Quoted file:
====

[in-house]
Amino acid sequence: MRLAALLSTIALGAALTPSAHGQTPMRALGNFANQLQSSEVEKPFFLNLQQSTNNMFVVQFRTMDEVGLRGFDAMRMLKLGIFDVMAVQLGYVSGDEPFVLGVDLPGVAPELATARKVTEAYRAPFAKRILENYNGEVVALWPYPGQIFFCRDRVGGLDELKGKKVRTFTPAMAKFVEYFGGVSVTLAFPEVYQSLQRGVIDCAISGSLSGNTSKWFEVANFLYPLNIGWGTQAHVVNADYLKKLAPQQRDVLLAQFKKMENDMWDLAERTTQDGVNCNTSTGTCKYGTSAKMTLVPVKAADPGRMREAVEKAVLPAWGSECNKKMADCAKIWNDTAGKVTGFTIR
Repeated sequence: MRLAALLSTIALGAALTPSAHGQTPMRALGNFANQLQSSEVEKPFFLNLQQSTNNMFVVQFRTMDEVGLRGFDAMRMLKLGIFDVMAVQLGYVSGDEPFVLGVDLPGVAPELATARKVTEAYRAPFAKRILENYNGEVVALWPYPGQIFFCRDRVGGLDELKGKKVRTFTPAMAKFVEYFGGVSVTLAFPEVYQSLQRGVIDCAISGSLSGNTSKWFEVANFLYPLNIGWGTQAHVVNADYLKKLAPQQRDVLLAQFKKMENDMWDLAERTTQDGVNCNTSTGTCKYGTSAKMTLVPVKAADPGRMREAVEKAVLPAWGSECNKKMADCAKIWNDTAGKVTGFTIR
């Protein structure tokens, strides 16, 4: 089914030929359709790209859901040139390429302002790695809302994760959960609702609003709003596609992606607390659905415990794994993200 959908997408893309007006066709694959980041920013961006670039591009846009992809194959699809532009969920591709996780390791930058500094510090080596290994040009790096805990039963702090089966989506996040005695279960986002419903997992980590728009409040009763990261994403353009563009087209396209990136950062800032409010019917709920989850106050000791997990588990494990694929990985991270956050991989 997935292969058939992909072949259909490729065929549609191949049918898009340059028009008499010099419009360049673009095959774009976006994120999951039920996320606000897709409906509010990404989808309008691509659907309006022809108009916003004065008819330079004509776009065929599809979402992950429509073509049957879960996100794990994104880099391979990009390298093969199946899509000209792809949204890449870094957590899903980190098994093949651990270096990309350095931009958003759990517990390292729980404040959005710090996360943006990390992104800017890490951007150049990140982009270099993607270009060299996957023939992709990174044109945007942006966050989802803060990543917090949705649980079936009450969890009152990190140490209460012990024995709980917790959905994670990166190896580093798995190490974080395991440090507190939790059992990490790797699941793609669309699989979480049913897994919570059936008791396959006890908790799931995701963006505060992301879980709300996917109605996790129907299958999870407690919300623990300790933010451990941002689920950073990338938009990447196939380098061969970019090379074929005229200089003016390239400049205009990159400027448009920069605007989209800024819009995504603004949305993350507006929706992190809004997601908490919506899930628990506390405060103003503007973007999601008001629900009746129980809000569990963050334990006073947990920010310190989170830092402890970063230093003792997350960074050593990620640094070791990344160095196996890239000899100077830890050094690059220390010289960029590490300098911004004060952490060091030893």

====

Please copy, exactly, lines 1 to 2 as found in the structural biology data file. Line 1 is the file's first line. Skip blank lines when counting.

[in-house]
Amino acid sequence: MRLAALLSTIALGAALTPSAHGQTPMRALGNFANQLQSSEVEKPFFLNLQQSTNNMFVVQFRTMDEVGLRGFDAMRMLKLGIFDVMAVQLGYVSGDEPFVLGVDLPGVAPELATARKVTEAYRAPFAKRILENYNGEVVALWPYPGQIFFCRDRVGGLDELKGKKVRTFTPAMAKFVEYFGGVSVTLAFPEVYQSLQRGVIDCAISGSLSGNTSKWFEVANFLYPLNIGWGTQAHVVNADYLKKLAPQQRDVLLAQFKKMENDMWDLAERTTQDGVNCNTSTGTCKYGTSAKMTLVPVKAADPGRMREAVEKAVLPAWGSECNKKMADCAKIWNDTAGKVTGFTIR